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              Hemodialysis-induced cardiovascular disease.

              More than half of all deaths among end stage renal disease (ESRD) patients are due to cardiovascular disease (CVD). Cardiovascular changes secondary to renal dysfunction, including fluid overload, uremic cardiomyopathy, secondary hyperparathyroidism, anemia, altered lipid metabolism, and accumulation of gut microbiota-derived uremic toxins like trimethylamine N-oxidase, contribute to the high risk for CVD in the ESRD population. In addition, conventional hemodialysis (HD) itself poses myocardial stress and injury on the already compromised cardiovascular system in uremic patients. This review will provide an overview of cardiovascular changes in chronic kidney disease and ESRD, a description of reported mechanisms for HD-induced myocardial injury, comparison of HD with other treatment modalities in the context of CVD, and possible management strategies.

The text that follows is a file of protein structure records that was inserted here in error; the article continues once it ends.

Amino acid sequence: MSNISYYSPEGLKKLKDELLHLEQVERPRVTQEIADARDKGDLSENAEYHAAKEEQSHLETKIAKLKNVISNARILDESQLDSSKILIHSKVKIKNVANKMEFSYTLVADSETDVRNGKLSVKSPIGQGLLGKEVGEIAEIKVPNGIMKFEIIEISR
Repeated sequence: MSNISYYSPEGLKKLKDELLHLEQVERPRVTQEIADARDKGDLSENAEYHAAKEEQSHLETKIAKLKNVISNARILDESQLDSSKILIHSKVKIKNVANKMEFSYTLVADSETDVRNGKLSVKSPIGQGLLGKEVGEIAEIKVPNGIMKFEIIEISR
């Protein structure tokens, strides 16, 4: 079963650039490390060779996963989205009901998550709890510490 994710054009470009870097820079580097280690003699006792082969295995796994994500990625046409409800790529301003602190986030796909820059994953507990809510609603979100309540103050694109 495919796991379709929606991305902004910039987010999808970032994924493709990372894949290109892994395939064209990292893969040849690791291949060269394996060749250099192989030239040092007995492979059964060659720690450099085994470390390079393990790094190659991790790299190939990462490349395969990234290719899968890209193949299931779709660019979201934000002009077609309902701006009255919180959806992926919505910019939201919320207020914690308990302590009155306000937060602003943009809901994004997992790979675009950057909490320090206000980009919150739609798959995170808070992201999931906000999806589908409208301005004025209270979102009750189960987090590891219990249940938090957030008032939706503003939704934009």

Author and article information

                Kidney Res Clin Pract
                Kidney Res Clin Pract
                Kidney Research and Clinical Practice
                Korean Society of Nephrology
                June 2019
                30 June 2019
                : 38
                : 2
                : 159-168
                Department of Internal Medicine IV, Medical Center of the University of Munich, Munich, Germany
                Author notes
                Correspondence: Helmut Schiffl, Department of Internal Medicine IV, Medical Center of the University of Munich, Ziemssenstr. 1, D-80336 München, Germany. E-mail: h-schiffl@ 123456t-online.de

                Edited by Gheun-Ho Kim, Hanyang University College of Medicine, Seoul, Korea

                Author information
                Copyright © 2019 by The Korean Society of Nephrology

                This is an open-access article distributed under the terms of the Creative Commons Attribution Non-Commercial License ( http://creativecommons.org/licenses/by-nc-nd/4.0/), which permits unrestricted non-commercial use, distribution, and reproduction in any medium, provided the original work is properly cited.

                : 25 December 2018
                : 24 February 2019
                : 10 March 2019
                Review Article

                chronic kidney failure,hemodiafiltration,mortality
                chronic kidney failure, hemodiafiltration, mortality